“Or to the people” tends to get lost by most modern conservatives. “Or to the people” means that powers not specifically delegated to the people nor specifically prohibited by the Constitution or by the states remain vested in the people. But conservatives seem to believe that passing new laws to promote some aspect of the general welfare of the people applies only to laws that are somehow suggested by, hinted at, or prefigured in some way in the original text of the Constitution and its current amendments. We the People are somehow not allowed to pass laws that are novel or extraneous to the Constitution and the amendments.

Considering that “We the People” are the ultimate originators, establishers, ordainers, guarantors, and intended beneficiaries of the Constitution, that is a very curious conservative position. Conservatives seem to have no problem with the concept that “state’s rights” include and reserve sovereignty over all rights not enumerated or prohibited by the Constitution, but seem stubbornly opposed to applying the same simple logic to “We the People”.

“We the People”, as the ultimate establishers and sovereigns of this nation, as explicitly spelled out by the Preamble and the 10th Amendment, reserve to ourselves all rights and powers not explicitly delegated to the federal or state governments by the Constitution or by the subsequent acts of our state and federal legislatures which serve in our name, in our interests, and at our pleasure.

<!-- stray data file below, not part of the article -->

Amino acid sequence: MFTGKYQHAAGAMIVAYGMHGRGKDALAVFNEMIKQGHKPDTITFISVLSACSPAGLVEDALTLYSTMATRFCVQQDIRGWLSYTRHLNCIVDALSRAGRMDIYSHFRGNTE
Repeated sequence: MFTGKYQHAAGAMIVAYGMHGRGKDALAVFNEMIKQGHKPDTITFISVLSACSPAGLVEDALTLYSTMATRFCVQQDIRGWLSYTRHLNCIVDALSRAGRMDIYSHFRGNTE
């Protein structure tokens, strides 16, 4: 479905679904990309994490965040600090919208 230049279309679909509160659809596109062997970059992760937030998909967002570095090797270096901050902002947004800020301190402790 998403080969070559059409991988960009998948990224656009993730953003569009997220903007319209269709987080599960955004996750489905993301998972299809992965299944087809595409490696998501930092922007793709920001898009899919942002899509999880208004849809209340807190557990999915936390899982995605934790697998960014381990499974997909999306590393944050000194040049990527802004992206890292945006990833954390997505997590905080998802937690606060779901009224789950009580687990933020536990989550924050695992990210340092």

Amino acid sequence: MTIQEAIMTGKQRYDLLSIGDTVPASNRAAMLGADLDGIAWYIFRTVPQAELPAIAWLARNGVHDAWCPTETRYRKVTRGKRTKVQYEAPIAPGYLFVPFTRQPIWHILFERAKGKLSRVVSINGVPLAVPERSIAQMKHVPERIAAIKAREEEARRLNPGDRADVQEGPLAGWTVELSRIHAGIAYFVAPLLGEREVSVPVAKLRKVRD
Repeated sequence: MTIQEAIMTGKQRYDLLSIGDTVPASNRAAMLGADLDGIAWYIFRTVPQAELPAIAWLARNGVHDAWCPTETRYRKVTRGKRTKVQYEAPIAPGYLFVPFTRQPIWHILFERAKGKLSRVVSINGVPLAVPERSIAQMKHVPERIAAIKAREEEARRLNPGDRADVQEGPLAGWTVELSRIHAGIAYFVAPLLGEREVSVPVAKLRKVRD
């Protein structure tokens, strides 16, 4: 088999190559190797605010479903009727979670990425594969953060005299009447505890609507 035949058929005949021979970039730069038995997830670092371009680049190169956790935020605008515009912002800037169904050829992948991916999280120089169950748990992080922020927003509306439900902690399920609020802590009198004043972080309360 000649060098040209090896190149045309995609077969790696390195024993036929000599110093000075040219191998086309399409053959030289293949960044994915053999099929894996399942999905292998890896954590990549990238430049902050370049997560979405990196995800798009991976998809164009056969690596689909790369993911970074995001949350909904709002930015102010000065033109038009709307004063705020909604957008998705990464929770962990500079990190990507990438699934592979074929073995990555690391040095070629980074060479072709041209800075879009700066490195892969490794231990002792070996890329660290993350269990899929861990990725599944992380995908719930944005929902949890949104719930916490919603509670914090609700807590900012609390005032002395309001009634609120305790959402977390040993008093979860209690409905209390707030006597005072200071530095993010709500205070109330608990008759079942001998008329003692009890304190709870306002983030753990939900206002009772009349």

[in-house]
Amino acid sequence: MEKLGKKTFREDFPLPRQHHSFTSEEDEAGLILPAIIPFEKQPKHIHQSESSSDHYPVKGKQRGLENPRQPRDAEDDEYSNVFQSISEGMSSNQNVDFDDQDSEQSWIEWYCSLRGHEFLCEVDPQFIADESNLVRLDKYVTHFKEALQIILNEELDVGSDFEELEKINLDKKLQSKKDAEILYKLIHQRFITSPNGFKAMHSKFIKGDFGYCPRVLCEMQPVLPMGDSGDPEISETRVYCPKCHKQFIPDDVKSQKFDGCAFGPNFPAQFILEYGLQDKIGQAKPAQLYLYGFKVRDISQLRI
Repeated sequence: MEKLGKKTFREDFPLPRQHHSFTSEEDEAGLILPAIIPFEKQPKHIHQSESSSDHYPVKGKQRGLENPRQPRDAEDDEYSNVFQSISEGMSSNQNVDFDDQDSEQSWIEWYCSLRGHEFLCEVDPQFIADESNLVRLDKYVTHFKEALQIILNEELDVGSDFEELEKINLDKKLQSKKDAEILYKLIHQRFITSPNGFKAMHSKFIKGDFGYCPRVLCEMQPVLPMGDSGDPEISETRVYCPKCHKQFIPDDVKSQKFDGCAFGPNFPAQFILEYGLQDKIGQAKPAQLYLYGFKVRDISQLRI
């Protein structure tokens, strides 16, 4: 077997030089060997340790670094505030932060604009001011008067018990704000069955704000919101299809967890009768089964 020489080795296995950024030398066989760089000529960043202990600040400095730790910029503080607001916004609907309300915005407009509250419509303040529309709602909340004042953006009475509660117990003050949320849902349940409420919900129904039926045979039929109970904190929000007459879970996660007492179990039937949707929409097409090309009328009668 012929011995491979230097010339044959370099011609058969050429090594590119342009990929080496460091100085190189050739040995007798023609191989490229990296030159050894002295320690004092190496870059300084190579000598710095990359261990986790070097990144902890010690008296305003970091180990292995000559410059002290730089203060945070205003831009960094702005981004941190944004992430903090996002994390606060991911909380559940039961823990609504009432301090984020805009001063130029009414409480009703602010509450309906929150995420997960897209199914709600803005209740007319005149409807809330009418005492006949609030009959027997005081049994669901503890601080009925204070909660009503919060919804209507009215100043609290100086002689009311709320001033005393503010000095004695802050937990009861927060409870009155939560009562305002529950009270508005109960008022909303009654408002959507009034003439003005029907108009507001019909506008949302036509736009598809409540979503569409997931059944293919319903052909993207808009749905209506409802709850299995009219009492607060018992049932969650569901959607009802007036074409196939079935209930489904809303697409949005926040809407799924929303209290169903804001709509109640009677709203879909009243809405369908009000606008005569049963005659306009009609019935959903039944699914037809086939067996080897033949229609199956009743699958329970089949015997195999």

The Constitution does not exhaustively define or enumerate all the powers of We the People. It only places certain explicit (yet amendable) restrictions on the federal and state governments. All rights and powers, without limitation, up to and including abolishing the entire system and starting over, remain fully vested in We the People.

This is not even remotely controversial since either by individual amendment or Constitutional Convention we are expressly empowered add or remove anything we like. From time to time, as conditions and public sentiments change, we may enact further amendments or laws that limit our collective or individual freedoms in the public interest, or to promote the general welfare, or to increase, extend, or protect the blessings of liberty for all. And from time to time, as conditions change, we may repeal such laws for the same sorts of reasons.